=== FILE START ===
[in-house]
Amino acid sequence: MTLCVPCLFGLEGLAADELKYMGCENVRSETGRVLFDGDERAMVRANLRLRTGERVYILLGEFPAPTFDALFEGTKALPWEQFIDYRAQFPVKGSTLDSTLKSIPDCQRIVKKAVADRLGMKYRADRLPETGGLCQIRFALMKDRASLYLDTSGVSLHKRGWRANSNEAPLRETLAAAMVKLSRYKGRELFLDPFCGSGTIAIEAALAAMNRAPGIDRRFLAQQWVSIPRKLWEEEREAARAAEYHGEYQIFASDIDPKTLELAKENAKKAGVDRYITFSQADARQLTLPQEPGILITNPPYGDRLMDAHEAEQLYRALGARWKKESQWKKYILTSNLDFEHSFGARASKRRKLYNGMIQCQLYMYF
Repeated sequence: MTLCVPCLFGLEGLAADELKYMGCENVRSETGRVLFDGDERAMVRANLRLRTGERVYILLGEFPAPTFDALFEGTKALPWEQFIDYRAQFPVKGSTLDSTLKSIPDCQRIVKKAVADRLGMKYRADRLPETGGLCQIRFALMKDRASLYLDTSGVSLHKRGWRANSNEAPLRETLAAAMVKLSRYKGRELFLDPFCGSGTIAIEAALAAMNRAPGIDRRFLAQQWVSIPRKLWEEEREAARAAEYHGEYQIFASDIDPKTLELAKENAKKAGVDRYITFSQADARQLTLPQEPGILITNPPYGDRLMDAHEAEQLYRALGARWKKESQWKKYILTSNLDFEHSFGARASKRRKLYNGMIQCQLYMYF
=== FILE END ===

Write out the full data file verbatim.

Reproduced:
[in-house]
Amino acid sequence: MTLCVPCLFGLEGLAADELKYMGCENVRSETGRVLFDGDERAMVRANLRLRTGERVYILLGEFPAPTFDALFEGTKALPWEQFIDYRAQFPVKGSTLDSTLKSIPDCQRIVKKAVADRLGMKYRADRLPETGGLCQIRFALMKDRASLYLDTSGVSLHKRGWRANSNEAPLRETLAAAMVKLSRYKGRELFLDPFCGSGTIAIEAALAAMNRAPGIDRRFLAQQWVSIPRKLWEEEREAARAAEYHGEYQIFASDIDPKTLELAKENAKKAGVDRYITFSQADARQLTLPQEPGILITNPPYGDRLMDAHEAEQLYRALGARWKKESQWKKYILTSNLDFEHSFGARASKRRKLYNGMIQCQLYMYF
Repeated sequence: MTLCVPCLFGLEGLAADELKYMGCENVRSETGRVLFDGDERAMVRANLRLRTGERVYILLGEFPAPTFDALFEGTKALPWEQFIDYRAQFPVKGSTLDSTLKSIPDCQRIVKKAVADRLGMKYRADRLPETGGLCQIRFALMKDRASLYLDTSGVSLHKRGWRANSNEAPLRETLAAAMVKLSRYKGRELFLDPFCGSGTIAIEAALAAMNRAPGIDRRFLAQQWVSIPRKLWEEEREAARAAEYHGEYQIFASDIDPKTLELAKENAKKAGVDRYITFSQADARQLTLPQEPGILITNPPYGDRLMDAHEAEQLYRALGARWKKESQWKKYILTSNLDFEHSFGARASKRRKLYNGMIQCQLYMYF